After the conclusion of this mission, he embarked on a series of assignments as a personal representative of President Franklin Roosevelt. He served as minister to New Zealand in 1942 and then flew to the Soviet Union, the first foreigner to receive permission to visit the Eastern Front. Over the next two years, he visited the Near EastMiddle EastChinaIran and Afghanistan on behalf of Roosevelt.

Hurley was assigned by Roosevelt to be his personal representative to Joseph Stalin in November 1942.

The first and potentially only high – ranking U.S. military officer to be granted access to Soviet combat operations on the Eastern Front, Hurley reported amiable relations with Soviet military officers.

When Hurley arrived in Tehran, he made a great impression by wearing cowboy hats and rejecting normal diplomatic protocols, with many in the Iranian élite used to strict diplomatic protocol saying they had never met a diplomat like Hurley. An Iranian-American historian, Abbas Milani, described Hurley as “an odd and eccentric character” who was “horrified” by the “abject poverty amongst the people and arrogant disdain for the populations by the British and Soviet ambassadors.” Hurley often met with Iranian officials, especially the young Shah, Mohammad Reza Pahlavi, who had inherited the Peacock Throne only two years earlier. Hurley had the responsibility of organizing preparations on the American side for the Tehran summit in November 1943.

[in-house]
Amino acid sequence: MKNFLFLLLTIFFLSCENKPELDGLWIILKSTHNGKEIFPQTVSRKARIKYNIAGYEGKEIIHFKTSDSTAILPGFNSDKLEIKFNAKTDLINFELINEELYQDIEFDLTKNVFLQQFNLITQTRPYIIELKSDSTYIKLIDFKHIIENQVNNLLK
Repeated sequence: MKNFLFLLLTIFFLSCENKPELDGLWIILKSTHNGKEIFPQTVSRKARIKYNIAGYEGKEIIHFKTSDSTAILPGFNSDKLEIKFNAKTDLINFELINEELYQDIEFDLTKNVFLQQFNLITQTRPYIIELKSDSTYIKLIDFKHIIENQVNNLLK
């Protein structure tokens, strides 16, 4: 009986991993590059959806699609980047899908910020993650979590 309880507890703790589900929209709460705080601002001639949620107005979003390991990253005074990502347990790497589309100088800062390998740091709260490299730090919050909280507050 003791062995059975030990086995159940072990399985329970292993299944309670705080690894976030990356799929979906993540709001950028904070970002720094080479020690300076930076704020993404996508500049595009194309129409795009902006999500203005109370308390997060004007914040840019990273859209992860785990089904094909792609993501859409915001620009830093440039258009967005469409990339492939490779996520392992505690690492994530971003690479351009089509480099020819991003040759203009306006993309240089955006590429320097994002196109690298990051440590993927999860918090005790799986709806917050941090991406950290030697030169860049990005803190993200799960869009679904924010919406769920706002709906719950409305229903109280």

He was appointed U.S. Ambassador to China in 1944. Despite being a Republican, Hurley had often worked with Roosevelt. On Nov. 26, 1945, Hurley submitted a scathing letter of resignation, two hours after he met with President Truman. 

In 1950, when Senator Joseph McCarthy accused the State Department of being ridden with Soviet spies who were all “Communists and queers” and were the ones responsible for the United States “losing” China, Hurley publicly endorsed McCarthy in a 1950 speech. Hurley was the Republican candidate for a seat in the United States Senate for the state of New Mexico in 1946, 1952 and 1958, but he lost all three attempts against the Democratic candidate Dennis Chávez.

Both contemporary and modern assessment of Hurley have not been kind. Aside from Hoover himself, Hurley was the last living member of the Hoover administration. He died on July 30, 1963.

Major General Hurley served in two World Wars and received many decorations for bravery and distinguished service, including the Army Distinguished Service Medal with oak leaf cluster, Silver Star, Legion of Merit, Distinguished Flying Cross, Purple Heart, World War I Victory Medal with three battle clasps, Army of Occupation of Germany Medal, American Defense Service Medal, American Campaign Medal, European – African – Middle Eastern Campaign Medal, Asiatic Pacific Campaign Medal with two service stars, World War II Victory Medal, and Order of the White Eagle.